When I teach I often refer to western culture- our ideals of accomplishment, and the belief  that more is better and pushing and working harder hold more value than being soft and sensitive. I talk about this in the context of how far we should stretch in a pose, and in the value of choosing a gentle practice when we are exhausted rather than further depleting ourselves in a class that overtaxes us. Western ideals frame our uncomfortableness with “being”, and are reflected in our striving and doing approach to work, play, family and even rest.

I know this cycle well. For 5 years I raced in triathlons. The challenge: under perfect conditions, how fast can I go and how high can I place? I became very good at pushing myself beyond reasonable boundaries.  Ultimately what I created was not sustainable… Ironman Canada 2005 was my last race and 10 years later I am just now able to entertain the possibility of again running, riding and swimming.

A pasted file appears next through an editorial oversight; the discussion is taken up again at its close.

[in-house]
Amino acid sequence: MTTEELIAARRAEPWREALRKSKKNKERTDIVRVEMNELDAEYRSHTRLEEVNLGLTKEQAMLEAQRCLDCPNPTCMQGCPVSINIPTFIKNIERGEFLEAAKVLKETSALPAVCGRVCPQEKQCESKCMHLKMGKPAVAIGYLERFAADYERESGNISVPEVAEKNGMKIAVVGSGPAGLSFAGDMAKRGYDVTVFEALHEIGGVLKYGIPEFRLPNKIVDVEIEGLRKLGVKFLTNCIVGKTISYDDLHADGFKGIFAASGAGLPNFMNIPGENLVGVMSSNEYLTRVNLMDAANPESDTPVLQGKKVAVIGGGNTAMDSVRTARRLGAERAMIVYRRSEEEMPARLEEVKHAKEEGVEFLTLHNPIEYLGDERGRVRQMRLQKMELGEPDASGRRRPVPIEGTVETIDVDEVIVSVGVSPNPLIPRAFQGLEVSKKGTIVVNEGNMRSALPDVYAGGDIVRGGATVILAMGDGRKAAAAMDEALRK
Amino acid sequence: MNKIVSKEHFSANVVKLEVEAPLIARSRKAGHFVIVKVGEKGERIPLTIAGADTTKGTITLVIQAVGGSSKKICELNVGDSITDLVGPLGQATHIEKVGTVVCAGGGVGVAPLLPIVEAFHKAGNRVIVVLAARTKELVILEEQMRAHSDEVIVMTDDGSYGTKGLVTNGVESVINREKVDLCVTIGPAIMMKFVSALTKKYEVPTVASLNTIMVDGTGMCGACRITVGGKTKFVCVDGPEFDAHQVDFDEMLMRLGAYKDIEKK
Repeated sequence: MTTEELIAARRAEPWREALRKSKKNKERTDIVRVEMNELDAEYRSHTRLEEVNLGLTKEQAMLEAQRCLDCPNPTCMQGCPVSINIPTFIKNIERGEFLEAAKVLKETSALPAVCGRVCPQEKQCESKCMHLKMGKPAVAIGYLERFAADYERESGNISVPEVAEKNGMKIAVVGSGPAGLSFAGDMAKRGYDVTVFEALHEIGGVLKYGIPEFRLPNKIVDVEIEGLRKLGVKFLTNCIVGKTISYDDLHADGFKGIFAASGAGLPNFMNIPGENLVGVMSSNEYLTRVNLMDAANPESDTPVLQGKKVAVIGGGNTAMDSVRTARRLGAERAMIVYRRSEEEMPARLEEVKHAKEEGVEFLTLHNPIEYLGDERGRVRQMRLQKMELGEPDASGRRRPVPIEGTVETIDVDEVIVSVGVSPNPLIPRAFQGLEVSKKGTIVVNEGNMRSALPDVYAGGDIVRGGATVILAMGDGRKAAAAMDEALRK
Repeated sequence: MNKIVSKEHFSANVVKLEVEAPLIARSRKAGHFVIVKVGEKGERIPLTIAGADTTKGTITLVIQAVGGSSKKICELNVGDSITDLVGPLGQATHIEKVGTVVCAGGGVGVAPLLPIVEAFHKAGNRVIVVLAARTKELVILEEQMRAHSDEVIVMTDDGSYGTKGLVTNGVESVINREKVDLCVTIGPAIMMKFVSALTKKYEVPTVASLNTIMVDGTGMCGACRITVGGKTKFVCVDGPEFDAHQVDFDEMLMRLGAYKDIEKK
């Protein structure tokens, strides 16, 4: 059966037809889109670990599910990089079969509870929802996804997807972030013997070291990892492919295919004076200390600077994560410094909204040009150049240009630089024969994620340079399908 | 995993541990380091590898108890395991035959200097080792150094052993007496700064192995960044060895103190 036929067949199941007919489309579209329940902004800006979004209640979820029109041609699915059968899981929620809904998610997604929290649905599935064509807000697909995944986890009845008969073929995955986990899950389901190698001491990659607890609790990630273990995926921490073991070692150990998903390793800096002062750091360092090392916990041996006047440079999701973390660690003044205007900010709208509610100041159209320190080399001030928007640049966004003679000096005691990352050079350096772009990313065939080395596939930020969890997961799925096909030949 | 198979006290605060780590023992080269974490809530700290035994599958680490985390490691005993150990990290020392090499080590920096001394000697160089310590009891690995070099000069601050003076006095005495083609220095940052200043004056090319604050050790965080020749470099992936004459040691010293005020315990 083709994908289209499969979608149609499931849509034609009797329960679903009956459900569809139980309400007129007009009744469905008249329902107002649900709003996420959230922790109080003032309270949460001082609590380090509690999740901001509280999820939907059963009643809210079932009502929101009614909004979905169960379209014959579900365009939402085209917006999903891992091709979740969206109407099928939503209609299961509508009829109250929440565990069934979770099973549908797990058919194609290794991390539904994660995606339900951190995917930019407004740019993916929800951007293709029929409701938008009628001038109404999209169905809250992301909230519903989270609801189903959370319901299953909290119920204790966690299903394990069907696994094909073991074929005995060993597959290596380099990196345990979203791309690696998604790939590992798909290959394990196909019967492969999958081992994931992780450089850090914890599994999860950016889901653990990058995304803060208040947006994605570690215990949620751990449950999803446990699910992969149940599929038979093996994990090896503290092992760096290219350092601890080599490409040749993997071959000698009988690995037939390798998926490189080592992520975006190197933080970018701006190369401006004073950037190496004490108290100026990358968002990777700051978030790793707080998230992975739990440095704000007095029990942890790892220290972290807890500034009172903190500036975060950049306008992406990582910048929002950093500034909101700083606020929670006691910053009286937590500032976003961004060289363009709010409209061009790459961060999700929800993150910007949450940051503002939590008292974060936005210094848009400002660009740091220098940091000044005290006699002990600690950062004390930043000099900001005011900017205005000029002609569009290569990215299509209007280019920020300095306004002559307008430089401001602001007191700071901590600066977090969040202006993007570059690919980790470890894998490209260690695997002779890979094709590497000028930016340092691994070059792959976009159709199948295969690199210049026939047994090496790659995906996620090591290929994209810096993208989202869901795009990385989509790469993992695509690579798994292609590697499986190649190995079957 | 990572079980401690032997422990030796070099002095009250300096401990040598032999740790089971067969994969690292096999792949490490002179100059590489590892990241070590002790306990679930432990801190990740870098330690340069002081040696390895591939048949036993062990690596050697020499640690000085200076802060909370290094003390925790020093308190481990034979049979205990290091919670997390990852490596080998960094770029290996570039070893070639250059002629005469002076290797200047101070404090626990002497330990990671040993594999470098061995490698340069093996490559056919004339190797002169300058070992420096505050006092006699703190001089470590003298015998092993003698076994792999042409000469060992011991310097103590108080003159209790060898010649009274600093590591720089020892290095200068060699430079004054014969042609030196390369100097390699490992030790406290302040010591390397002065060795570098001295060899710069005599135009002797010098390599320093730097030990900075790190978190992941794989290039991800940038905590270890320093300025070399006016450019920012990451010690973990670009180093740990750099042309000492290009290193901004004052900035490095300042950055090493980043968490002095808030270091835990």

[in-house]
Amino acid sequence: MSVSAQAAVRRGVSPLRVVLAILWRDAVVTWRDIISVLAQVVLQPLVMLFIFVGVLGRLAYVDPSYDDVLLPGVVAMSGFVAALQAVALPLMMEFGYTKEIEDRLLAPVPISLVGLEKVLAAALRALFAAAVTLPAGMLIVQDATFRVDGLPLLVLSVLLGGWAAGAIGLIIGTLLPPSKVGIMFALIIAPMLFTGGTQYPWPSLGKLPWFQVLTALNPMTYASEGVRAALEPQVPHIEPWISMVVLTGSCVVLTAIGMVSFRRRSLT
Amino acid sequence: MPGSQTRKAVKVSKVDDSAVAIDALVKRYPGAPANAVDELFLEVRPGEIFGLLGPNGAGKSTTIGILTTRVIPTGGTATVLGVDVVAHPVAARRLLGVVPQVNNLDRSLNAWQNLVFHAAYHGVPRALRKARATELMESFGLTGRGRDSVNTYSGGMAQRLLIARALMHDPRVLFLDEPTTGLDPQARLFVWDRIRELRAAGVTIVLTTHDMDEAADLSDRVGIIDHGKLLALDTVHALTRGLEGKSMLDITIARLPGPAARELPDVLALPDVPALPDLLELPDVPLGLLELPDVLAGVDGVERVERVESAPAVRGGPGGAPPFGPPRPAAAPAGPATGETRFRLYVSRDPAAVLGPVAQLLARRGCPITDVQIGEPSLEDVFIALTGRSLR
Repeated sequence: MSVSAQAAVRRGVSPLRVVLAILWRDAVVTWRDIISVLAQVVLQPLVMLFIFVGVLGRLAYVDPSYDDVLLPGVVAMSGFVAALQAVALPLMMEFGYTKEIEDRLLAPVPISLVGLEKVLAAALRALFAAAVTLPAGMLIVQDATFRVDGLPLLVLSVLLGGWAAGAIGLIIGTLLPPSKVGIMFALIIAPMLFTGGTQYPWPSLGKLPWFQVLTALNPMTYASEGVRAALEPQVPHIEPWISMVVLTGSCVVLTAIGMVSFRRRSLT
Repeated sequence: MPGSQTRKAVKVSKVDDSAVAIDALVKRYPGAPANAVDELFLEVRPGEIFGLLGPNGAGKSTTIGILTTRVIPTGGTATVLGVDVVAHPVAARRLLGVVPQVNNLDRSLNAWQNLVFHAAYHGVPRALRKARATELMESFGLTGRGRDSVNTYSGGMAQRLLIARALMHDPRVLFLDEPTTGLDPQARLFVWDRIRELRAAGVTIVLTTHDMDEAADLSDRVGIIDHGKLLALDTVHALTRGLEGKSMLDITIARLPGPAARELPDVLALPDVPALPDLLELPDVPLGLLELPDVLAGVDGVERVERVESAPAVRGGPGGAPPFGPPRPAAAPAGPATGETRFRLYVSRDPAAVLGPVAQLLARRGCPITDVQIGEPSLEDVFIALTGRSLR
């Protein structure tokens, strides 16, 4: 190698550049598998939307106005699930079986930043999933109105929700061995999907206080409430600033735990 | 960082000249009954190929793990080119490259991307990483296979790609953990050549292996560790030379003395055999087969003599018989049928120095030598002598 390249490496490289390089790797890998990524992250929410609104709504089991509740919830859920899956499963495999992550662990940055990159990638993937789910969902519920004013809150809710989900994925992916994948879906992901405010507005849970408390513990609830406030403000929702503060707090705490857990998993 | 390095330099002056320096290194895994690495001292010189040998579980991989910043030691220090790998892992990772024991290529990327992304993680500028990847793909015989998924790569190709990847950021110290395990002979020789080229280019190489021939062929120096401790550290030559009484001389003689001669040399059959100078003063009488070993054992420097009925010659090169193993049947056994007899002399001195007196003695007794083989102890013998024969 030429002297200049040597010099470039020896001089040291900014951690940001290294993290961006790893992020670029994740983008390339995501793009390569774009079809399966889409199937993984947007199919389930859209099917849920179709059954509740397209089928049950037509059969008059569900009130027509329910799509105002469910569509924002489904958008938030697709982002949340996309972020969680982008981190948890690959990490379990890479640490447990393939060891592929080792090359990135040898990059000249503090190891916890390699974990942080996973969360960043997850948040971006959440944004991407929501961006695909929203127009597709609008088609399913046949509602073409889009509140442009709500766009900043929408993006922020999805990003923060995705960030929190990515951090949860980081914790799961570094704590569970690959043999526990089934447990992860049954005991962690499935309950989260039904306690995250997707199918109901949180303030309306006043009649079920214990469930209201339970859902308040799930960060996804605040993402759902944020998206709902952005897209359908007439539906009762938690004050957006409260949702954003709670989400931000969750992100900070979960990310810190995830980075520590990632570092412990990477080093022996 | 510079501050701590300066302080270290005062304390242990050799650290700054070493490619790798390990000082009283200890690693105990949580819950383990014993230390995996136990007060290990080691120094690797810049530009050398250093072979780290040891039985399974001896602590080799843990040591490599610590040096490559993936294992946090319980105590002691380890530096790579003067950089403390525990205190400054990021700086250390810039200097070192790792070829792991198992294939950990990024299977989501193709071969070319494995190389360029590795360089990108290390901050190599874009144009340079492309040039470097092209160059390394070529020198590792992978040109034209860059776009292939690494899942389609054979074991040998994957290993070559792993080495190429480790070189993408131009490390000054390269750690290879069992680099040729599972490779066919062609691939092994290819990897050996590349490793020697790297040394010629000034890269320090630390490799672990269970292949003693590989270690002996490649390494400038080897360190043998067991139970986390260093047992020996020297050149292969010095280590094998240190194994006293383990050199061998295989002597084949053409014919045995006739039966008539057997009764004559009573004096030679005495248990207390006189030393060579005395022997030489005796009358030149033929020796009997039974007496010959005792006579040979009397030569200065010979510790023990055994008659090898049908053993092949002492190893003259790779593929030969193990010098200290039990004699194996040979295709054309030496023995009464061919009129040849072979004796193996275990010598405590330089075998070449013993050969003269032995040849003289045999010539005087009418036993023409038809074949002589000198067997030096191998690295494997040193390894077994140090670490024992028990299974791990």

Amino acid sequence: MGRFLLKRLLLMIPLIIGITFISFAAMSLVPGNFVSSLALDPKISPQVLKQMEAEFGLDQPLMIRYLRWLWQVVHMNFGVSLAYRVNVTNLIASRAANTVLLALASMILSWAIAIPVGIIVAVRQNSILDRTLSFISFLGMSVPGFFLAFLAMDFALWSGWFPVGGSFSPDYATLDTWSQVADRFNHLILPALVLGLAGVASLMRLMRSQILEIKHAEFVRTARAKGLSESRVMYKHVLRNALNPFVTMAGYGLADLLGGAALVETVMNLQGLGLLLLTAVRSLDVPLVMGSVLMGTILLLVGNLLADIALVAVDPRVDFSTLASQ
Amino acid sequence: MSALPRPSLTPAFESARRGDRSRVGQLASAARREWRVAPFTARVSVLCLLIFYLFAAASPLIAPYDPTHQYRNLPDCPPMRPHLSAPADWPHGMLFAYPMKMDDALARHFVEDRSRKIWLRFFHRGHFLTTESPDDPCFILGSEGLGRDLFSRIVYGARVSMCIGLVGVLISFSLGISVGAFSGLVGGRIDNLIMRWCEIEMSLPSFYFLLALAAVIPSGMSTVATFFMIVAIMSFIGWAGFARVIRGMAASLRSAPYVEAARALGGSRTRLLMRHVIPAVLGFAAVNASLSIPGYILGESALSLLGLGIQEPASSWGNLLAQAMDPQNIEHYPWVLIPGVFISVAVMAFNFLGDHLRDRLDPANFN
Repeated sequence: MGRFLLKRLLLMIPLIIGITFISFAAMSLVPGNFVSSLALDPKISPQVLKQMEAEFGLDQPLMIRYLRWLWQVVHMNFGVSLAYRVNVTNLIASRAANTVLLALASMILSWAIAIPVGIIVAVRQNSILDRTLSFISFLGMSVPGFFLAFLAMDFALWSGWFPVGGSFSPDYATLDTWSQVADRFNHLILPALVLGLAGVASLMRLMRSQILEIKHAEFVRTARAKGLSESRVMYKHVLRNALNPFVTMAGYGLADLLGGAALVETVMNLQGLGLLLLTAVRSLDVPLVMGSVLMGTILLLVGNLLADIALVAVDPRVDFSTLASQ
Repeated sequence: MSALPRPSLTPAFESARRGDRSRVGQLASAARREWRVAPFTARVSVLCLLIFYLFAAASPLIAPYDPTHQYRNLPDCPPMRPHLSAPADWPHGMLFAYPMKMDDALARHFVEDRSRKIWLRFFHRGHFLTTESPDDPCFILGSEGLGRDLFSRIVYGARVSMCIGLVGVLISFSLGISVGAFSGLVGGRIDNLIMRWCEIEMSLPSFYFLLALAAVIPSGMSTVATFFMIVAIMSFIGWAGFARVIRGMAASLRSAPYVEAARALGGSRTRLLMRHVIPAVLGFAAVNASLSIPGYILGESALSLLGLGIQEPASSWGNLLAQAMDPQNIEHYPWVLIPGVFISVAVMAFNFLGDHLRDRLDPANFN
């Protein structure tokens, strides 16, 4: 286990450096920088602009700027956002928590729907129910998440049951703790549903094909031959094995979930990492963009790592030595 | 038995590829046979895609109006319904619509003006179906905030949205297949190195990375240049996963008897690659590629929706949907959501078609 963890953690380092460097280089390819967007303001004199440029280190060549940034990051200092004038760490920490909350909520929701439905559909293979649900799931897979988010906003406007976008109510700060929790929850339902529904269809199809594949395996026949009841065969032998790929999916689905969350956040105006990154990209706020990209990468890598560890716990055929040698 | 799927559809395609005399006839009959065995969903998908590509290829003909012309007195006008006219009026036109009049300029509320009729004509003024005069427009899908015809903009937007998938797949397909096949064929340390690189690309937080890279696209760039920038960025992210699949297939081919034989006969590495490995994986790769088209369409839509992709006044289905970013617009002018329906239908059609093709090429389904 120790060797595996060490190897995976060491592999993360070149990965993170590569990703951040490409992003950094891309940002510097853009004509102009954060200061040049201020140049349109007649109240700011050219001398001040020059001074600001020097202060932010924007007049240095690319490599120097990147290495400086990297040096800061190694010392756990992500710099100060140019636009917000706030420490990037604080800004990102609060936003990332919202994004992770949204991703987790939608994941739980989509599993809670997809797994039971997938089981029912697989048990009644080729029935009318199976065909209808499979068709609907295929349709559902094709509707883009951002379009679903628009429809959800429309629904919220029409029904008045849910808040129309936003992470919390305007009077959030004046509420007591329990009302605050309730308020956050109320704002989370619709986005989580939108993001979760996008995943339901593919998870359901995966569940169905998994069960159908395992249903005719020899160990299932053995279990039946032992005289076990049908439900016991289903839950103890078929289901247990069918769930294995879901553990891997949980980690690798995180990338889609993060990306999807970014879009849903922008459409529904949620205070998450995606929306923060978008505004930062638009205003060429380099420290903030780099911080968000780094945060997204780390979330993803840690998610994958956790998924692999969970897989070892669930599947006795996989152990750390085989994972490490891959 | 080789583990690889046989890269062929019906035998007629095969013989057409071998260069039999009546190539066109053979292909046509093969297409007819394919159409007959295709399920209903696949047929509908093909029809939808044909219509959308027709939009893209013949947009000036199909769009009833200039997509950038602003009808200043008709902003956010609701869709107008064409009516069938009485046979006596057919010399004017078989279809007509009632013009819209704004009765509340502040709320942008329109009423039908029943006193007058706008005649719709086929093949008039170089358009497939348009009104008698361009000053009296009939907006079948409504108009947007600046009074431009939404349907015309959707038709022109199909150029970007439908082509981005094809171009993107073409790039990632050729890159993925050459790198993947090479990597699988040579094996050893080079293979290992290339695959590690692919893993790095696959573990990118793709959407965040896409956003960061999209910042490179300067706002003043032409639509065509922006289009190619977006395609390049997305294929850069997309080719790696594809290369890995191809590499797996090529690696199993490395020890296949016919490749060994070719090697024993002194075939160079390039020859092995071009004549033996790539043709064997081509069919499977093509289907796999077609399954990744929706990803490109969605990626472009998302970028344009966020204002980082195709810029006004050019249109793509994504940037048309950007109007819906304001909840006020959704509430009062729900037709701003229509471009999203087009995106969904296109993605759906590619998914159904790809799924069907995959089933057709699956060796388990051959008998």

healthy again

My biggest lesson in all those years of racing?  The challenge is not in being able to push yourself to or beyond your limits. The challenge is in keeping your ego in check and holding back, observing limits, and not going full out.  When you are really driven, pushing yourself is the easy part. Finding a sustainable pace- that’s the challenge.

So what does sustainability look like on and off the mat?  It means showing up in a way that is replicable over a long period of time, in a way that does not deplete and cause damage. It means that we unfold both our creations and our own life in a way that is vibrant, radically honest, and visionary. For me, a sustainable yoga practice is one that evolves with me over time-  so every day there is a way I can get on the mat, and there is a practice that meets my needs for challenge or rest, expansion or sustenance, evolution or maintenance. At home, at the airport, when I’m healthy and when I have a cold- there is a way I can do yoga.